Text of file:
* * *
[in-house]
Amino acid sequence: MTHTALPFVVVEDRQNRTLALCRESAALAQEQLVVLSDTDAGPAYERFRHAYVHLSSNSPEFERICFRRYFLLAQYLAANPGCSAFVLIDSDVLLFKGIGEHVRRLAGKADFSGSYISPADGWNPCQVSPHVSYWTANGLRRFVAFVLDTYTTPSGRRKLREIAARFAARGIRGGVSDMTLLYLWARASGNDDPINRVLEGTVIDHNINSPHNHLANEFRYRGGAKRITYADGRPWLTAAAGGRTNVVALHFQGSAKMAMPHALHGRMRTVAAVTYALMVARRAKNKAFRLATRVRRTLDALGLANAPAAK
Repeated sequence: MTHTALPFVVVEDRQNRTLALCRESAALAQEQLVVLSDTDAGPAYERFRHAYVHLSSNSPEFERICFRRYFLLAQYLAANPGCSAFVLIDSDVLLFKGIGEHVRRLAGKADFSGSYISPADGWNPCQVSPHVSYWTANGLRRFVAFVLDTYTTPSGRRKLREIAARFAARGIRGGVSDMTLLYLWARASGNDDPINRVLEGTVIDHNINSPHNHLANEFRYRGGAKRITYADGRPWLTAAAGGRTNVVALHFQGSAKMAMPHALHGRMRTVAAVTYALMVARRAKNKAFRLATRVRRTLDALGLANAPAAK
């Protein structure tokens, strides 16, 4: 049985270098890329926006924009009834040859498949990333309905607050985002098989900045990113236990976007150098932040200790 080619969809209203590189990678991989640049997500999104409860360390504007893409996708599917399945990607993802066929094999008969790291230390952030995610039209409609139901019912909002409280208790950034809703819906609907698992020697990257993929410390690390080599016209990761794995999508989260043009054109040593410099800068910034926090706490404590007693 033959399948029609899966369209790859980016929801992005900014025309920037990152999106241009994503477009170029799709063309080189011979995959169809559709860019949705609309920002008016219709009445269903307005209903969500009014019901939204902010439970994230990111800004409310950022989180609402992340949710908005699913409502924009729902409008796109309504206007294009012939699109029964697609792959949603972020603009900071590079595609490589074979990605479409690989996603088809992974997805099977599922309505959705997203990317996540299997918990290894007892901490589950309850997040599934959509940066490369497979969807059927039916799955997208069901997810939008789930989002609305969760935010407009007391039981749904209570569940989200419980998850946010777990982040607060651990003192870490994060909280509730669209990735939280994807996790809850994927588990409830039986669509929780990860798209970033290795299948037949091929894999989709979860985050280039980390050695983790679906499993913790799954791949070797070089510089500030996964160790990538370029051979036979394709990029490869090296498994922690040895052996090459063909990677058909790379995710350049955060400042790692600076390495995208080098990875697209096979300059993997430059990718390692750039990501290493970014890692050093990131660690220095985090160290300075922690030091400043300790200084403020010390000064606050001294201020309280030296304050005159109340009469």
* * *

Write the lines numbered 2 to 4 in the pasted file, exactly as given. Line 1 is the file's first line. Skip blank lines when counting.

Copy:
Amino acid sequence: MTHTALPFVVVEDRQNRTLALCRESAALAQEQLVVLSDTDAGPAYERFRHAYVHLSSNSPEFERICFRRYFLLAQYLAANPGCSAFVLIDSDVLLFKGIGEHVRRLAGKADFSGSYISPADGWNPCQVSPHVSYWTANGLRRFVAFVLDTYTTPSGRRKLREIAARFAARGIRGGVSDMTLLYLWARASGNDDPINRVLEGTVIDHNINSPHNHLANEFRYRGGAKRITYADGRPWLTAAAGGRTNVVALHFQGSAKMAMPHALHGRMRTVAAVTYALMVARRAKNKAFRLATRVRRTLDALGLANAPAAK
Repeated sequence: MTHTALPFVVVEDRQNRTLALCRESAALAQEQLVVLSDTDAGPAYERFRHAYVHLSSNSPEFERICFRRYFLLAQYLAANPGCSAFVLIDSDVLLFKGIGEHVRRLAGKADFSGSYISPADGWNPCQVSPHVSYWTANGLRRFVAFVLDTYTTPSGRRKLREIAARFAARGIRGGVSDMTLLYLWARASGNDDPINRVLEGTVIDHNINSPHNHLANEFRYRGGAKRITYADGRPWLTAAAGGRTNVVALHFQGSAKMAMPHALHGRMRTVAAVTYALMVARRAKNKAFRLATRVRRTLDALGLANAPAAK
């Protein structure tokens, strides 16, 4: 049985270098890329926006924009009834040859498949990333309905607050985002098989900045990113236990976007150098932040200790 080619969809209203590189990678991989640049997500999104409860360390504007893409996708599917399945990607993802066929094999008969790291230390952030995610039209409609139901019912909002409280208790950034809703819906609907698992020697990257993929410390690390080599016209990761794995999508989260043009054109040593410099800068910034926090706490404590007693 033959399948029609899966369209790859980016929801992005900014025309920037990152999106241009994503477009170029799709063309080189011979995959169809559709860019949705609309920002008016219709009445269903307005209903969500009014019901939204902010439970994230990111800004409310950022989180609402992340949710908005699913409502924009729902409008796109309504206007294009012939699109029964697609792959949603972020603009900071590079595609490589074979990605479409690989996603088809992974997805099977599922309505959705997203990317996540299997918990290894007892901490589950309850997040599934959509940066490369497979969807059927039916799955997208069901997810939008789930989002609305969760935010407009007391039981749904209570569940989200419980998850946010777990982040607060651990003192870490994060909280509730669209990735939280994807996790809850994927588990409830039986669509929780990860798209970033290795299948037949091929894999989709979860985050280039980390050695983790679906499993913790799954791949070797070089510089500030996964160790990538370029051979036979394709990029490869090296498994922690040895052996090459063909990677058909790379995710350049955060400042790692600076390495995208080098990875697209096979300059993997430059990718390692750039990501290493970014890692050093990131660690220095985090160290300075922690030091400043300790200084403020010390000064606050001294201020309280030296304050005159109340009469």